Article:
Friday 29 April 2011

Observer: "The Chances of Further Hoards of Large Gold Coins are Slim"

In collecting of ancient coins there is an underlying current of tension between the 'pure' collector and those buying coins as an investment (the latter of course of concern to the collector as it takes items off the market and affects prices) so collectors are particularly interested in the supply of newly-surfaced items from the searchings of metal detectorists. A collector on the EnglishHammered forum observing what metal detectorists have been doing in the UK notes a recent slowdown in large gold hoard coins coming onto the market (Treasure Act, anyone?) and has come to a conclusion which he wants to check:
Can anyone with knowledge of detecting confirm what I suspect - that gold has a good response on a detector and is relatively easy to pick up if there. So the chances of further large gold hoards is slim.

As a collector his concern at the apparent completion of the depletion of this finite resource has the significance that it will make filling of gaps in his collection much more expensive in future as prices go up as the new collectors compete for a finite amount of material, but it also means (yay!) for the same reason that the resale value of coins in his collection will have kept up with inflation. For those of us more concerned about another aspect of that finite quality of the resource in the ground, the vision that by 2011 thousands of metal detector using artefact hunters hoovering the fields for collectables will by now have covered every possible site in every possible field is a very real possibility. This collector is suggesting that as a result of current policies in Britain, this particular part of the archaeological resource may have already gone. Even if he is wrong, we are well on the way to this happening.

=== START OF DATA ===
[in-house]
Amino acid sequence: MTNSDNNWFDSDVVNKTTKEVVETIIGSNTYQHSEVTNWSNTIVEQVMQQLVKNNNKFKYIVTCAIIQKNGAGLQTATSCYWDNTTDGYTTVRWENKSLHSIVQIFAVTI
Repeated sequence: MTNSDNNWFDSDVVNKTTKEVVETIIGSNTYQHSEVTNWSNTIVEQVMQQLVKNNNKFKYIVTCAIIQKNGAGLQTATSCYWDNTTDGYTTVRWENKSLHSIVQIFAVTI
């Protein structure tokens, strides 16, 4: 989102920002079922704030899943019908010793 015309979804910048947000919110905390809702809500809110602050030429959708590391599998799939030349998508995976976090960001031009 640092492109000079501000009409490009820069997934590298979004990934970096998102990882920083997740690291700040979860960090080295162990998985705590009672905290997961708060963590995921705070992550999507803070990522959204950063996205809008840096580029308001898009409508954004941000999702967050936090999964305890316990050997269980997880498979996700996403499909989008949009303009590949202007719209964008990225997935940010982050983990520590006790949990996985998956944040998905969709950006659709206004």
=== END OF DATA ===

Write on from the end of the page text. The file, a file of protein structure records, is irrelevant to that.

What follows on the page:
[The PAS might like to do collectors and investors a service and produce a chart on whether the reporting of particular types of portable antiquity groups as Treasure is on the increase, decrease or relatively stable as likely find spots are searched dry. I do not think the trend for large gold hammered coins will prove to be as the collector predicted]

A while ago an insistent journalist for a big British national was beggaring me with questions for an article he will be writing (yet to materialise I see), they included such gems as: "how many sites have metal detectorists damaged in the UK?" Answer number one, ask the PAS. But that was no good, they'd never have told him even if they knew the answer (and do they?). So I sat down and did some thinking how to answer ("Nobody really knows, but look at this, if...."). I'll post it up here one day, but even a conservative estimate (didn't want to be quoted giving an alarmist one) was a very depressing and very frightening prognosis. And the Brits do nothing as a major part of the archaeological archaeological record is emptied onto eBay...

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